Sometimes, when I tell people that I conduct workplace investigations for a living, I am met with surprise. “There is a need for that?” they ask, often adding their view that harassment is a thing of the past. When I explain that it is not only harassment that is a problem in Canadian workplaces, but also violence, I am often met with complete disbelief.
In my experience, many employers struggle to navigate the complex policies and procedures of Ontario’s Workplace Safety and Insurance Board (“WSIB”), and sometimes miss opportunities to achieve cost-savings and improve efficiencies in claims management. With a view to assisting Ontario employers in reducing their workers’ compensation claims costs, I offer the following five strategies: Join
Although there are many acceptable ways to resolve workplace conflict, assaulting a co-worker is not one of them. However, the Ontario Workplace Safety and Insurance Appeals Tribunal (the WSIAT, or the Tribunal) was faced with exactly that “conflict resolution strategy” in the recent matter of Decision No. 2140/14. In that case, the injured worker had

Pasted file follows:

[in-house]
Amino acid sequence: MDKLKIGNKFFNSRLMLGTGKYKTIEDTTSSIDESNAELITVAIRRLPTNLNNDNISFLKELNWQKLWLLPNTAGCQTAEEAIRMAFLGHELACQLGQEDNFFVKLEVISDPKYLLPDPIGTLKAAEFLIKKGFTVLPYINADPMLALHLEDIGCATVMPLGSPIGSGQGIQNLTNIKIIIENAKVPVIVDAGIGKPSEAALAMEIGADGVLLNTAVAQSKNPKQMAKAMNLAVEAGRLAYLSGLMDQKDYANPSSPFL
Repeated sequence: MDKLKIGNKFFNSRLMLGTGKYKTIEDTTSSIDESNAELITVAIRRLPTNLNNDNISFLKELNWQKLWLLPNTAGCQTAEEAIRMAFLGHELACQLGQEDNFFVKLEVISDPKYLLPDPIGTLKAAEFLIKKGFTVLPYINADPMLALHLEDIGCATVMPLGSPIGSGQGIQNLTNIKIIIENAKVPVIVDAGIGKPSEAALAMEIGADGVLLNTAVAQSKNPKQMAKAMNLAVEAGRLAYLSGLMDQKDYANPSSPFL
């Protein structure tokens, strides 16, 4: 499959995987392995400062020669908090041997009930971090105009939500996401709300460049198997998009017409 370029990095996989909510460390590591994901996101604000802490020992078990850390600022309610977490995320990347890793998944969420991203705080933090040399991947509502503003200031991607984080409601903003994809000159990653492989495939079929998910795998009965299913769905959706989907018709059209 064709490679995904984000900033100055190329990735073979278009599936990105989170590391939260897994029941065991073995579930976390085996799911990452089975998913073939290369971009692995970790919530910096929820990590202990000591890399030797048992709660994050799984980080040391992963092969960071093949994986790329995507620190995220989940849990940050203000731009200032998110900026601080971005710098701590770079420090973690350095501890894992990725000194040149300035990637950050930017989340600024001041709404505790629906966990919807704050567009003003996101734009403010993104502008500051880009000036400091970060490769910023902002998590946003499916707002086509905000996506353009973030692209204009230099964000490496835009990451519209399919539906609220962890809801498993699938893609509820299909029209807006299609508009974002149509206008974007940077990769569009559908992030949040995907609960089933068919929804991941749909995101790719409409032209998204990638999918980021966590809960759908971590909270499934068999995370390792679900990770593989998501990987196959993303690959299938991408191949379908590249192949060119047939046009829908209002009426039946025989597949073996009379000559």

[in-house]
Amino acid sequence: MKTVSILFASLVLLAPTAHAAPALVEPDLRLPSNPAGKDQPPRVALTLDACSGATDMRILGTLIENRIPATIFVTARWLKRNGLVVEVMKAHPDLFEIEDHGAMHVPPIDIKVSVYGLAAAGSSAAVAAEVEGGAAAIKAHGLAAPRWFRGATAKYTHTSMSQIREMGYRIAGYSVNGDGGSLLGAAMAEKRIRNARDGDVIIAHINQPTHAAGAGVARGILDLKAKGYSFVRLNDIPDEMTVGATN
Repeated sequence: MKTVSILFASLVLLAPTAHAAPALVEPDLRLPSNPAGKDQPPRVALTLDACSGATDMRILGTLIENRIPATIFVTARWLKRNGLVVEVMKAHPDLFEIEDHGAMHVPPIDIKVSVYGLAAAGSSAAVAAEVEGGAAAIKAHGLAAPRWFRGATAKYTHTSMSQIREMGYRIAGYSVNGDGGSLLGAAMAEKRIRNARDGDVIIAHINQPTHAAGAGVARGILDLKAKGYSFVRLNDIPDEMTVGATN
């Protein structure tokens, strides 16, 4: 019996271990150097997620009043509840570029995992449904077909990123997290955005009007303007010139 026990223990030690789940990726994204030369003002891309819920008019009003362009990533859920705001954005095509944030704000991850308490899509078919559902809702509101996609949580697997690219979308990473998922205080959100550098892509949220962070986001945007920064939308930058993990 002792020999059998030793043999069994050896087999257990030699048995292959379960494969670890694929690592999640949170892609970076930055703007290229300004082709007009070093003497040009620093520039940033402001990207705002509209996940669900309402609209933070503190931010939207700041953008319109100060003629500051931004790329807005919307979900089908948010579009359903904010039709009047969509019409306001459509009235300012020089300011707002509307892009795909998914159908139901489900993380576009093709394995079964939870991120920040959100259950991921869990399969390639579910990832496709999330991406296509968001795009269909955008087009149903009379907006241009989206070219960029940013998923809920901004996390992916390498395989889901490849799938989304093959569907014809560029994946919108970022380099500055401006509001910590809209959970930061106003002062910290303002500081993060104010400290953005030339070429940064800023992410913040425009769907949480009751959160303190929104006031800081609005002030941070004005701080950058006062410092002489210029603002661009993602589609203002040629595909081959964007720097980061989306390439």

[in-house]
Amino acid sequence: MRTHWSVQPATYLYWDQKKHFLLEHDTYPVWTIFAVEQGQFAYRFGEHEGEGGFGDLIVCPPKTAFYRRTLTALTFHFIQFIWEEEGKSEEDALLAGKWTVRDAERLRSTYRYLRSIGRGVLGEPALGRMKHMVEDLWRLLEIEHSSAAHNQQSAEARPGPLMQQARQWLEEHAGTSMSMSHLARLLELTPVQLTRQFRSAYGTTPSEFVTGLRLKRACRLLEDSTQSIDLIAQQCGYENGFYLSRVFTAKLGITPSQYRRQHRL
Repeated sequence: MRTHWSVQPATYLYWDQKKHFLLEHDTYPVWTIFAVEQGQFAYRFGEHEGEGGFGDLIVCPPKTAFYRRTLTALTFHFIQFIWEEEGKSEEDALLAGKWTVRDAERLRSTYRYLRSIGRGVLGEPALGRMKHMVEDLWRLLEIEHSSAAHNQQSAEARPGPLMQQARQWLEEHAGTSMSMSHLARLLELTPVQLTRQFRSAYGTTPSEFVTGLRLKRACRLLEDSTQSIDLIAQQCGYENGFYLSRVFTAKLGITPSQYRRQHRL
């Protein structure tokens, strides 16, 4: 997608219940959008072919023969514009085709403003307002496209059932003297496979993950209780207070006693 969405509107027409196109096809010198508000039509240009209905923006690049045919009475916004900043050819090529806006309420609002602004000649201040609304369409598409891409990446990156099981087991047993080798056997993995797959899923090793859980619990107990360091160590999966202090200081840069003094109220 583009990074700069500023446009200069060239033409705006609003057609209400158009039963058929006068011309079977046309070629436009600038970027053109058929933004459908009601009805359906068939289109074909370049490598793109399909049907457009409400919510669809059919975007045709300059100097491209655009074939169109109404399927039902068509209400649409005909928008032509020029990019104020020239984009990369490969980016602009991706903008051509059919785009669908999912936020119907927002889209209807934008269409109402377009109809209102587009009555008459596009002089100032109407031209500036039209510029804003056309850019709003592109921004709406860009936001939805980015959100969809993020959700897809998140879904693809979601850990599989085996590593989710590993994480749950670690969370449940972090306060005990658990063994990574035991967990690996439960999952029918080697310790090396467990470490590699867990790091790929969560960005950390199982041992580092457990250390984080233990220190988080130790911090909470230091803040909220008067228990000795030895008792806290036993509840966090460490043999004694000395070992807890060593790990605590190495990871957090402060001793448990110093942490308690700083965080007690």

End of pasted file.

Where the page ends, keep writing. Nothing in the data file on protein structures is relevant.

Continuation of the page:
In a landmark decision that could have a significant impact on employers, the Ontario Workplace Safety and Insurance Appeals Tribunal (“WSIAT”, or the “Tribunal”) recently declared sections 13(4) and (5) of the Workplace Safety and Insurance Act, 1997 – which preclude entitlement to WSIB benefits for chronic mental stress – to be unconstitutional. That decision,
A recent “hot topic” in occupational health and safety circles has been psychological health and safety in the workplace. From the workplace violence and harassment provisions that have been added to occupational health and safety legislation across the country, to the introduction of the Canadian Standards Association’s guideline Z1003 (Psychological health and safety in the